United States District Court, E.D. Pennsylvania
Thomas Rufus Nock, acting pro se, brings this civil
action against the Commonwealth of Pennsylvania and the
Pennsylvania State Board of Pharmacy (Board). He claims that
he was discriminated against based on his race when the Board
failed to reinstate his pharmacist license in the wake of his
conviction for federal drug crimes. For the following
reasons, we will grant Mr. Nock leave to proceed in forma
pauperis and dismiss the complaint with prejudice.
1993, Mr. Nock, who once worked as a pharmacist, pled guilty
in this court to conspiracy to possess controlled substances
with the intent to distribute, and two counts of distribution
of controlled substances outside the course of accepted
professional pharmacy practice. See United States v.
Nock, E.D. Pa. Crim. A. No. 92-00666-1. He was sentenced
to a term of four years of imprisonment, four years of
supervised release, and fines. As a result of his
convictions, his pharmacist's license was automatically
suspended on January 6, 1994, for a period of ten years in
accordance with state law.
1999, six years into his suspension, Mr. Nock filed a
"Petition for Relief from Automatic Suspension of
Pharmacy License." (Compl. ECF No. 2 at
The Board held a hearing on Mr. Nock's petition on May 1,
2000. On November 28, 2000, the Board of Pharmacy denied Mr.
Nock, who is African-American, claims that he was
discriminated against when the Board of Pharmacy subjected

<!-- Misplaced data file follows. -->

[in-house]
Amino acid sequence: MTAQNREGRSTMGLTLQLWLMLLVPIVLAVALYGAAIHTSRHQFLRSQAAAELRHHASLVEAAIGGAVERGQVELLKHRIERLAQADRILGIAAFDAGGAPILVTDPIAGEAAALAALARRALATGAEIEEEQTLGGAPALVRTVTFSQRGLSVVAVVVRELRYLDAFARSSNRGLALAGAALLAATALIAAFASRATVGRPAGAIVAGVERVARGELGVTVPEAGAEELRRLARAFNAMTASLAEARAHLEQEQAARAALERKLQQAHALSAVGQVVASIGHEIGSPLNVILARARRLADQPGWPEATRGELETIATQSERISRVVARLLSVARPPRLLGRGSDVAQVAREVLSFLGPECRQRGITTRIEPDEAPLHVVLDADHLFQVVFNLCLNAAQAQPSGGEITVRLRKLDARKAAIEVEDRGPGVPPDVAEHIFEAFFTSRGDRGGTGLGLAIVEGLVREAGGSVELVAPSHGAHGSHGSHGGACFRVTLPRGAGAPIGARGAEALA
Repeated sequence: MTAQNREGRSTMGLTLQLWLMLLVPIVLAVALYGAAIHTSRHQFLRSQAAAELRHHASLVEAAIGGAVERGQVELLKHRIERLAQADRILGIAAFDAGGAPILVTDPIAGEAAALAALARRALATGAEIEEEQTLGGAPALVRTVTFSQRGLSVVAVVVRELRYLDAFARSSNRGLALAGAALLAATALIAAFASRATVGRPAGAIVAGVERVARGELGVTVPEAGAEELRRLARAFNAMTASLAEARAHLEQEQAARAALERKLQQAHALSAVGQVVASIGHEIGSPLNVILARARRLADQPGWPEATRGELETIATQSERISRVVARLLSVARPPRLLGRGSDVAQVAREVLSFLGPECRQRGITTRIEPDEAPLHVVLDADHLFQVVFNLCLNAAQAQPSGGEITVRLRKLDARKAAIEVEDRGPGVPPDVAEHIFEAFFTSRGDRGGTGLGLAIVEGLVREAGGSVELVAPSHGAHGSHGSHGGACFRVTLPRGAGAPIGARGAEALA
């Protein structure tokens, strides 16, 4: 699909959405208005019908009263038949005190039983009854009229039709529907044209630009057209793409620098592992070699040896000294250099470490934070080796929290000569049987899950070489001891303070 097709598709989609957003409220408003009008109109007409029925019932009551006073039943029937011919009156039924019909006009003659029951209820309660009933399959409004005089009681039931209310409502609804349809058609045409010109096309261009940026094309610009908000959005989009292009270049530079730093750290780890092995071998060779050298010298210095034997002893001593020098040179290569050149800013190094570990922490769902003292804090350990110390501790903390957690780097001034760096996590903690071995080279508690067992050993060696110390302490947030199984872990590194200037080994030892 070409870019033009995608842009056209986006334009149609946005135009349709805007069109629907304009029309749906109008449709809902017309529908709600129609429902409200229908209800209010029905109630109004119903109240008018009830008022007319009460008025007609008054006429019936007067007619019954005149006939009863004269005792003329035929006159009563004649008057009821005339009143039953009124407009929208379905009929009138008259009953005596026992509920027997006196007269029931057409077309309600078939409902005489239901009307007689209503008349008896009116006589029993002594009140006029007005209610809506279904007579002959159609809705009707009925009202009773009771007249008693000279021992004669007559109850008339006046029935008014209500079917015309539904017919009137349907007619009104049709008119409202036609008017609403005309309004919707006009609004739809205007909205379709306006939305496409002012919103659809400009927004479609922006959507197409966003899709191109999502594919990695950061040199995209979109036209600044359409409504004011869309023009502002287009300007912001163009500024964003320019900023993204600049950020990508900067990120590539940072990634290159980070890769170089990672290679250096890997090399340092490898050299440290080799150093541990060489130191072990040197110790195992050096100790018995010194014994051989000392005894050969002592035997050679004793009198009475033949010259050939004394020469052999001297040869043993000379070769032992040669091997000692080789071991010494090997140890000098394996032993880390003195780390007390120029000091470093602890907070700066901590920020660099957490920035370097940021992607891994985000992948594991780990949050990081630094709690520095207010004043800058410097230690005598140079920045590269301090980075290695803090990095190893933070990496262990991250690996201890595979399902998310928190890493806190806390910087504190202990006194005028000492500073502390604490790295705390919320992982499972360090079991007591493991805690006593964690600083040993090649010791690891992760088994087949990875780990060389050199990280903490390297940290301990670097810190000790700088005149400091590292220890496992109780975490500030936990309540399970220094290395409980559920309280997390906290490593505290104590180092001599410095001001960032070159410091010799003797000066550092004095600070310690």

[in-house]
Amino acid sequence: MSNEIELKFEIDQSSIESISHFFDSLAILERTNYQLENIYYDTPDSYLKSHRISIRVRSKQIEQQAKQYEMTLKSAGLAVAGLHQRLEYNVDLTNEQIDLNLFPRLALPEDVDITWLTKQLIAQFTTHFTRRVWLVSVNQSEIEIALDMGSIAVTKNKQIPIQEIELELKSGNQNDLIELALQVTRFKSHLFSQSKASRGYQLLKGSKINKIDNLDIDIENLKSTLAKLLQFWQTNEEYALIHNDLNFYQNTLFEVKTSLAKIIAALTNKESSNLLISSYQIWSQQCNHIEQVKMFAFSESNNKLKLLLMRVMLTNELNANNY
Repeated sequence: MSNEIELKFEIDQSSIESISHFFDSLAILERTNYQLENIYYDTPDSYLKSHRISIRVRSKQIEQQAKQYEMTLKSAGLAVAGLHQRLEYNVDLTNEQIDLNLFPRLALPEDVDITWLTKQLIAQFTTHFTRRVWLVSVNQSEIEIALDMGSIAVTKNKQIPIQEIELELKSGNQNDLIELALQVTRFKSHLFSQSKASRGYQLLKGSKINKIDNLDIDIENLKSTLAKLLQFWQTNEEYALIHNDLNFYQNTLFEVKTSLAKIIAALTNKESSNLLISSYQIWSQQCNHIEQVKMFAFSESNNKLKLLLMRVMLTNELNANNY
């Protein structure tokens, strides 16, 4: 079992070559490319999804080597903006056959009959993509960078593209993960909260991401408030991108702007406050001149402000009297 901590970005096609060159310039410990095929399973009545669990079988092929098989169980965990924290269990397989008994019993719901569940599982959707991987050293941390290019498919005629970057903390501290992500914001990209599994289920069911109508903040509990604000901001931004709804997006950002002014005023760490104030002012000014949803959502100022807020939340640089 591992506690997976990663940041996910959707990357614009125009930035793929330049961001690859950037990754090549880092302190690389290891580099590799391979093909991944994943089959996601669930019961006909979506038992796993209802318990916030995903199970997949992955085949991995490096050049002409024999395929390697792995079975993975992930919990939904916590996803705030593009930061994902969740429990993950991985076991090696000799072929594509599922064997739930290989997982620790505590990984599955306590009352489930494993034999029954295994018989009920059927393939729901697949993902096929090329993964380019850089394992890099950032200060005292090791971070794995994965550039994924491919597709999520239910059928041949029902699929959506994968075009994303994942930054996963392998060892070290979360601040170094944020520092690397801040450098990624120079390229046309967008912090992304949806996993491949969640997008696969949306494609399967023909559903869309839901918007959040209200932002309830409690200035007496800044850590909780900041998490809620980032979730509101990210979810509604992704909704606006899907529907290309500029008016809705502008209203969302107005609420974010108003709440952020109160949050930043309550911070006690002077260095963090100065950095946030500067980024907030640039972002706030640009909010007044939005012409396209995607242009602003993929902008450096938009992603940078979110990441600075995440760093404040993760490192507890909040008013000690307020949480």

him to the automatic ten-year suspension period because he
was treated less favorably than a white pharmacist, Neil
Liebergall. According to the Complaint, in 1994, Mr.
Liebergall pled guilty to conspiracy to distribute controlled
substances in an unrelated criminal case and was sentenced to
eighteen months in prison. Id. Mr. Nock alleges that
Mr. Liebergall's license was not automatically suspended
for ten years, but was "placed on inactive status by the
State Board of Pharmacy." Id. In Mr.
Liebergall's case, the Board "applied a
discretionary statute" such that "Mr.
Liebergall's pharmacy license was under active suspension
for only 2 ½ years." Id. at 7-8.
Nock explains that "[g]iven the Board's
discretionary decision regarding Mr. Liebergall's
reactivated pharmacy license, [he] requested a hearing with
the Board for consideration to reactivate his pharmacy
license prior to the ten year waiting period."
Id. at 8. However, his petition was unsuccessful.
Indeed, the Board specifically rejected Mr. Nock's
argument that he is entitled to relief based on its treatment
of Mr. Liebergall. Id. at 43. In 2004, after a
hearing, the Board decided to reinstate Mr. Nock's
license provided that he "retake[s] and pass[es] the
NAPLEX exam over again as well as the State law exam
regarding Pharmacy." Id. at 8-9. In his
complaint, Mr. Nock does not allege any facts about what
occurred after 2004.
April 12, 2018, Mr. Nock filed this action claiming race
discrimination. The Complaint indicates that Mr. Nock seeks
to bring claims under Title VII, which prohibits
discrimination in employment, and for violation of his Equal